Ultimately, all roads lead back to the landscape. In the words of landscape manager Denis Lucey, it was designed "to provide passive or peaceful recreation and education."
But Lucey has no illusions about the scope of caring for the plants and trees that offer that recreation and education. "It's enormous," he says.
Damaged trees, including a state champion river birch, need attention. Three large amur maples have languished for 20 years and should come down. An immense oak that crashed near the pond last year still hasn't been cleared away.
The pond itself is overgrown. Elsewhere on the property, Norway maple, kudzu, mile-a-minute vine, honeysuckle, and other invasives need constant attention. And because Awbury is in the middle of the city, and has a long, walled perimeter, litter is a perennial problem, especially along Chew Avenue.
"If we get a windstorm on trash day, it looks like a very big abandoned lot around here," Lucey says. "If not, it's glorious."
Lucey, a physician-turned-garden designer, grows wide-eyed describing the meadow in the full flush of summer, with native wildflowers blooming and birds darting about.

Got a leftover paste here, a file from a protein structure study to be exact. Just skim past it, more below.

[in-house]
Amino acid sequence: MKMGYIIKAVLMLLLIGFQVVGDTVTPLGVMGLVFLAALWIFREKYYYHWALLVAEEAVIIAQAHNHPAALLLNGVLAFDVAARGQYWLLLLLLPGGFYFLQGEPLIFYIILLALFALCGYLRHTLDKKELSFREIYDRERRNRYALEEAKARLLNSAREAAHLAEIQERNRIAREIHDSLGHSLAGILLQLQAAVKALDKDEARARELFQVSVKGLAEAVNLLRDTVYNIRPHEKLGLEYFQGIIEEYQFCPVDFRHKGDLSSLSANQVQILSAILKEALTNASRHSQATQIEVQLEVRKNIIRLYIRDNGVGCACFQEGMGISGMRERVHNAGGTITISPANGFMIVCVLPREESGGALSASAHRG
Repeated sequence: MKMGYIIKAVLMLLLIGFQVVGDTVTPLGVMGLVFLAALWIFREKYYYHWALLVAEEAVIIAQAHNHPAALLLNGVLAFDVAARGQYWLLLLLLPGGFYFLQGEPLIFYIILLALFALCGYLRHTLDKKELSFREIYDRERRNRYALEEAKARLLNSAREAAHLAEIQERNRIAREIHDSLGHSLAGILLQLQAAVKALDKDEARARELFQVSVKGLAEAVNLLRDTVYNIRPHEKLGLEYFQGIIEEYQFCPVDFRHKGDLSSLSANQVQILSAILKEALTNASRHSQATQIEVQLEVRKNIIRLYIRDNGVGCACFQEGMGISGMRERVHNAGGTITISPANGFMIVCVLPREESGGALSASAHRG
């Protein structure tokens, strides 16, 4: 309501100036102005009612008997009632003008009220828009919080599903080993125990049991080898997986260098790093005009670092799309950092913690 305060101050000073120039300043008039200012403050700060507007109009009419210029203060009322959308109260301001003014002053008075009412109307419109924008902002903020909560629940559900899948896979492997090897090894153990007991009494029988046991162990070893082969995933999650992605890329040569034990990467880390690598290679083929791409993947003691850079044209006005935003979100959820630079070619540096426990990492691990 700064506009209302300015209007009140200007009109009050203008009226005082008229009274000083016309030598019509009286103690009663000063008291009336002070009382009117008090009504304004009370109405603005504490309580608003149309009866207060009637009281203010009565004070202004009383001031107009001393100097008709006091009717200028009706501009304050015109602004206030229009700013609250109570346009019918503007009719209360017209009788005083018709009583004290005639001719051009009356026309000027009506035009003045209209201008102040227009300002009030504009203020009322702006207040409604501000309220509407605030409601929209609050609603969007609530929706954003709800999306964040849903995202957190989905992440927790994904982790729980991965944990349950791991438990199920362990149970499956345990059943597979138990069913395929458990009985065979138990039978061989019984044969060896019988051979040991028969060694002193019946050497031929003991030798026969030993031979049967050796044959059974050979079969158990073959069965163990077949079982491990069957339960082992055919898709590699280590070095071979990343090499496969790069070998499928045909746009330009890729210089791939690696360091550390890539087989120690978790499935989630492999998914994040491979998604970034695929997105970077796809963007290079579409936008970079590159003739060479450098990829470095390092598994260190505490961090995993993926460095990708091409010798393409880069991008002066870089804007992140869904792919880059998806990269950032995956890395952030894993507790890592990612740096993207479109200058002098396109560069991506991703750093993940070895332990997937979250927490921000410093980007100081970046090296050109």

As he walks along, he rips out a rogue butterfly bush and scoops up some blown-in trash. Sometimes, he confides, visitors are disappointed to learn this arboretum isn't wildly colorful. "Most of it is pretty green, greens on greens, which was the intent of the Cope family," he says of the original Quaker owners who donated the land for a park in 1916.
Landscape architect Claudia L. Levy, who heads up a new landscape committee working on a long-range master plan for the arboretum, describes her own design preference as "towards more manicured gardens and deliberate design." It took her a while to appreciate the nuances of the "greens on greens" at Awbury.
"We don't have a rose garden like Morris Arboretum. There's no single outrageously unique feature to Awbury. It's a very subtle landscape," Levy says, "but the more time you spend there, it's really kind of magical."
That sentiment is what van de Velde and his team are counting on to get Awbury where they want it. The promise is definitely there, but much depends on engaging more people in that magic - and finding the money to support it.
"I'm fairly optimistic we have the next 18 to 24 months figured out," a cautious van de Velde says. "As for the long term . . . I'm still trying to figure that out."
Awbury Arboretum, at 1 Awbury Rd. in Germantown, has its main entrance on Chew Avenue.
The arboretum has 55 acres and the historic Francis Cope House. The grounds are open year-round, dawn to dusk, free of charge.
Awbury hosts educational and service learning programs and offers many volunteer opportunities. With other organizations, it also works on watershed protection, urban agriculture, horticulture, and food systems education.
Information: 215-849-2855 or www.awbury.org.EndText
Hear landscape manager Denis Lucey talk about Awbury's restored meadow at philly.com/ginnyEndText